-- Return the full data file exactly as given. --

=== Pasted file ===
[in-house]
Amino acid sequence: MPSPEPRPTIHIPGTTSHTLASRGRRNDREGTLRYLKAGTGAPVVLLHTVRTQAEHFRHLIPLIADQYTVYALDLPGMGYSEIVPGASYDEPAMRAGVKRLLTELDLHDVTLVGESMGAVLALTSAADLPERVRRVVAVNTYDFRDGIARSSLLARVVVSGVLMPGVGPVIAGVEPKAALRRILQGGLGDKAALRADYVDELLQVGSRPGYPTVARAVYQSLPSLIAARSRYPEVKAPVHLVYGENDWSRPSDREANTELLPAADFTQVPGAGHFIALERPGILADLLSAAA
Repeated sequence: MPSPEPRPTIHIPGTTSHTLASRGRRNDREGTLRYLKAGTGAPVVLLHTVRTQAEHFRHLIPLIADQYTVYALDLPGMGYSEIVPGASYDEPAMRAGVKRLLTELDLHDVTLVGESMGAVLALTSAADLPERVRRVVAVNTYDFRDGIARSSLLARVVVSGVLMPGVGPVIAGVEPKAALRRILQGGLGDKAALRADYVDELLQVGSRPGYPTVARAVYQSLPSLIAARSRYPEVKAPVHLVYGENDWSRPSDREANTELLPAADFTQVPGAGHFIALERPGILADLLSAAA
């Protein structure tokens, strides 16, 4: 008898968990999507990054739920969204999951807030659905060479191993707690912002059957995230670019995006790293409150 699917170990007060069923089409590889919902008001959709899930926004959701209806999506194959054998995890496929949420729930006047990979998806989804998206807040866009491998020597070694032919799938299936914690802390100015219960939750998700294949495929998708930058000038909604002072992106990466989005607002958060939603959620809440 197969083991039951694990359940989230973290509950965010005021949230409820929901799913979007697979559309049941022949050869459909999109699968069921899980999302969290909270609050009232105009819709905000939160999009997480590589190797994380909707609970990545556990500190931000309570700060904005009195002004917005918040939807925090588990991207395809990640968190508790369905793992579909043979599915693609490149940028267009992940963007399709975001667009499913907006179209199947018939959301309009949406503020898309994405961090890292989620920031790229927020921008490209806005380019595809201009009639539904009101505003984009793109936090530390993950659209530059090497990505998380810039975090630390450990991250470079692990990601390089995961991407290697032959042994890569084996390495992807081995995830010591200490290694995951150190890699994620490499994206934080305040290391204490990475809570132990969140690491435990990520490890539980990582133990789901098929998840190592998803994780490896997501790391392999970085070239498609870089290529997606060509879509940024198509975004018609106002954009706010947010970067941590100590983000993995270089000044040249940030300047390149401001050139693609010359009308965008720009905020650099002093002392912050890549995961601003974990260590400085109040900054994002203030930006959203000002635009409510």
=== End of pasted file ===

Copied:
[in-house]
Amino acid sequence: MPSPEPRPTIHIPGTTSHTLASRGRRNDREGTLRYLKAGTGAPVVLLHTVRTQAEHFRHLIPLIADQYTVYALDLPGMGYSEIVPGASYDEPAMRAGVKRLLTELDLHDVTLVGESMGAVLALTSAADLPERVRRVVAVNTYDFRDGIARSSLLARVVVSGVLMPGVGPVIAGVEPKAALRRILQGGLGDKAALRADYVDELLQVGSRPGYPTVARAVYQSLPSLIAARSRYPEVKAPVHLVYGENDWSRPSDREANTELLPAADFTQVPGAGHFIALERPGILADLLSAAA
Repeated sequence: MPSPEPRPTIHIPGTTSHTLASRGRRNDREGTLRYLKAGTGAPVVLLHTVRTQAEHFRHLIPLIADQYTVYALDLPGMGYSEIVPGASYDEPAMRAGVKRLLTELDLHDVTLVGESMGAVLALTSAADLPERVRRVVAVNTYDFRDGIARSSLLARVVVSGVLMPGVGPVIAGVEPKAALRRILQGGLGDKAALRADYVDELLQVGSRPGYPTVARAVYQSLPSLIAARSRYPEVKAPVHLVYGENDWSRPSDREANTELLPAADFTQVPGAGHFIALERPGILADLLSAAA
């Protein structure tokens, strides 16, 4: 008898968990999507990054739920969204999951807030659905060479191993707690912002059957995230670019995006790293409150 699917170990007060069923089409590889919902008001959709899930926004959701209806999506194959054998995890496929949420729930006047990979998806989804998206807040866009491998020597070694032919799938299936914690802390100015219960939750998700294949495929998708930058000038909604002072992106990466989005607002958060939603959620809440 197969083991039951694990359940989230973290509950965010005021949230409820929901799913979007697979559309049941022949050869459909999109699968069921899980999302969290909270609050009232105009819709905000939160999009997480590589190797994380909707609970990545556990500190931000309570700060904005009195002004917005918040939807925090588990991207395809990640968190508790369905793992579909043979599915693609490149940028267009992940963007399709975001667009499913907006179209199947018939959301309009949406503020898309994405961090890292989620920031790229927020921008490209806005380019595809201009009639539904009101505003984009793109936090530390993950659209530059090497990505998380810039975090630390450990991250470079692990990601390089995961991407290697032959042994890569084996390495992807081995995830010591200490290694995951150190890699994620490499994206934080305040290391204490990475809570132990969140690491435990990520490890539980990582133990789901098929998840190592998803994780490896997501790391392999970085070239498609870089290529997606060509879509940024198509975004018609106002954009706010947010970067941590100590983000993995270089000044040249940030300047390149401001050139693609010359009308965008720009905020650099002093002392912050890549995961601003974990260590400085109040900054994002203030930006959203000002635009409510």